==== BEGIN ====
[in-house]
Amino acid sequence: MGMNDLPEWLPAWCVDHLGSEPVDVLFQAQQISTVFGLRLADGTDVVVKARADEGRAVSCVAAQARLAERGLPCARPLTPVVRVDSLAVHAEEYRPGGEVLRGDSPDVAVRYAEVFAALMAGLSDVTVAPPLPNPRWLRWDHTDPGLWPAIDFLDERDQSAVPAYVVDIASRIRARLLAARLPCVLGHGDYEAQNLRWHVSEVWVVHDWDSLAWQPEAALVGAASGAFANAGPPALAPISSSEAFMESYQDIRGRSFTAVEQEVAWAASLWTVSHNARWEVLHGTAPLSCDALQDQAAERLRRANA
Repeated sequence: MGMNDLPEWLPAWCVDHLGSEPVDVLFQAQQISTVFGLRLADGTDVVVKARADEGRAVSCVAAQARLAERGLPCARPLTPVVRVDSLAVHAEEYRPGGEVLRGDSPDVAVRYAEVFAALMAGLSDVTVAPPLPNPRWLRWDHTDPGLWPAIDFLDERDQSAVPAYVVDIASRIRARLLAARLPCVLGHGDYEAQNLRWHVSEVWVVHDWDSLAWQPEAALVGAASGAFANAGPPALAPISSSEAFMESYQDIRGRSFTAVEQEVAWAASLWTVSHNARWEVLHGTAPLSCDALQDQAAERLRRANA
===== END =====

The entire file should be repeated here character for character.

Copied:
[in-house]
Amino acid sequence: MGMNDLPEWLPAWCVDHLGSEPVDVLFQAQQISTVFGLRLADGTDVVVKARADEGRAVSCVAAQARLAERGLPCARPLTPVVRVDSLAVHAEEYRPGGEVLRGDSPDVAVRYAEVFAALMAGLSDVTVAPPLPNPRWLRWDHTDPGLWPAIDFLDERDQSAVPAYVVDIASRIRARLLAARLPCVLGHGDYEAQNLRWHVSEVWVVHDWDSLAWQPEAALVGAASGAFANAGPPALAPISSSEAFMESYQDIRGRSFTAVEQEVAWAASLWTVSHNARWEVLHGTAPLSCDALQDQAAERLRRANA
Repeated sequence: MGMNDLPEWLPAWCVDHLGSEPVDVLFQAQQISTVFGLRLADGTDVVVKARADEGRAVSCVAAQARLAERGLPCARPLTPVVRVDSLAVHAEEYRPGGEVLRGDSPDVAVRYAEVFAALMAGLSDVTVAPPLPNPRWLRWDHTDPGLWPAIDFLDERDQSAVPAYVVDIASRIRARLLAARLPCVLGHGDYEAQNLRWHVSEVWVVHDWDSLAWQPEAALVGAASGAFANAGPPALAPISSSEAFMESYQDIRGRSFTAVEQEVAWAASLWTVSHNARWEVLHGTAPLSCDALQDQAAERLRRANA